In Retrospect. A wealth of options include Hal Hartley’s indie classics The Unbelievable Truth and Trust, as well as the material Shelly wrote, directed and starred in. Adrienne

Review by Emma Fraser

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Directed by

Andy Ostroy


Adrienne Shelly

Anticipation. An unflinching and raw portrayal that runs the gamut from beautiful to uncomfortable. Humour and sorrow are inextricably linked in Shelly’s writing, and similarly, contradicting themes persist in this documentary. The number of projects left unfinished and unrealised cannot be measured and this contribution to the arts is a fitting and affecting tribute. Two dominant threads take hold early on and elements leaning toward the true crime narrative occasionally threaten to overwhelm the woman at the heart of the story – a later interaction is unflinching and uncomfortable. Candid conversations with family (including Shelly’s now 17-year-old daughter Sophie), friends and colleagues are entwined with archival footage, home movies, journal entries, and additional clips of Shelly’s work that punctuates this loss with questions of what could have been. Enjoyment. Even if you aren’t familiar beyond the Keri Russell starring Waitress, you will come away from Adrienne with a sense of who the filmmaker was and could have become. Perhaps some of the discomforts felt watching the thornier moments are a reflection of how unfathomable this tragedy is and the lack of a roadmap for grieving a senseless death. It is a bittersweet success story running in tandem with the tragedy casting a shadow over the filmmakers’ legacy – and the loved ones she left behind. Outside of personal relationships, the documentary is at its best when it captures how prolific Shelly was as she noodled with ideas; clips from an abandoned documentary on the theme of happiness are hilarious and heartbreaking. No doubt, the light he shines on her work will encourage viewers to explore Shelly’s back catalogue. Ostroy briefly discusses the need to “spin some gold” from this “horrifying negative” with the creation of the Adrienne Shelly Foundation to support women filmmakers and more time in the documentary dedicated to this endeavour would have been beneficial. A striking portrait of Shelly’s life that will have you seeking out her work and wondering what could have been. Published 30 Nov 2021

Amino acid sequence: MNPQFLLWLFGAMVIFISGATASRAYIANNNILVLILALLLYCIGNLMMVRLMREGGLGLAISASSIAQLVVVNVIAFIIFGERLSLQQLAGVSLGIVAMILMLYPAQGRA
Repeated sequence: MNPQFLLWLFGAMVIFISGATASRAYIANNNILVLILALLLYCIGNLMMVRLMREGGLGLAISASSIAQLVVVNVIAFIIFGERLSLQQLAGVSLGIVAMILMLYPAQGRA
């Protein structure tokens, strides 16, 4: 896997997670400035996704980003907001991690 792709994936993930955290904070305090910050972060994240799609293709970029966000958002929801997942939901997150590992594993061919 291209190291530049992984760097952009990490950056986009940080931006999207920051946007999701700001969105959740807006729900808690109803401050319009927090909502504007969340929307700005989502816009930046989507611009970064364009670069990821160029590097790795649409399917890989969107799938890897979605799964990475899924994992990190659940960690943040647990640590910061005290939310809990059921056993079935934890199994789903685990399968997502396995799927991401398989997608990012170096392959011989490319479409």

Share this Less than three months before this triumphant moment, the director was found dead by her husband, Andy Ostroy, in the bathroom of her office. Share this

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Andy Ostroy’s documentary is a heartbreaking portrait of a filmmaker gone too soon and those she left behind.“Simultaneously magical and unfair,” is how Paul Rudd describes the night his friend Adrienne Shelly’s Waitress debuted to acclaim at the Sundance Film Festival in 2007. The joy of Waitress becoming a Tony-nominated musical is coupled with a profound sadness that Broadway audience members have never even heard of Adrienne Shelly, or that she struggled as a filmmaker before her biggest hit occurred posthumously. An intimate and deeply familiar discussion of her legacy is born out of Shelly’s relationship with Ostroy and the warmth emanating from the interview subjects. A long-overdue celebration of Adrienne Shelly’s personal and professional legacy. Now, 15 years later, Ostroy’s grief is still palpable and his directorial debut explores Shelly’s career trajectory from indie ingenue to a name lit up on a Broadway marquee. The scene had been staged to look like suicide, but when pressed to investigate, the police found evidence proving homicide and apprehended the culprit. However, the close proximity of the director to the violent crime is occasionally detrimental to the final film. It is a deeply personal documentary depicting Shelly’s bright life (as well as her career struggles) and the raw emotions describing this loss will have you reaching for the tissues. There is no space between director and subject, which is a benefit when capturing the memoir-like aspects of major milestones.

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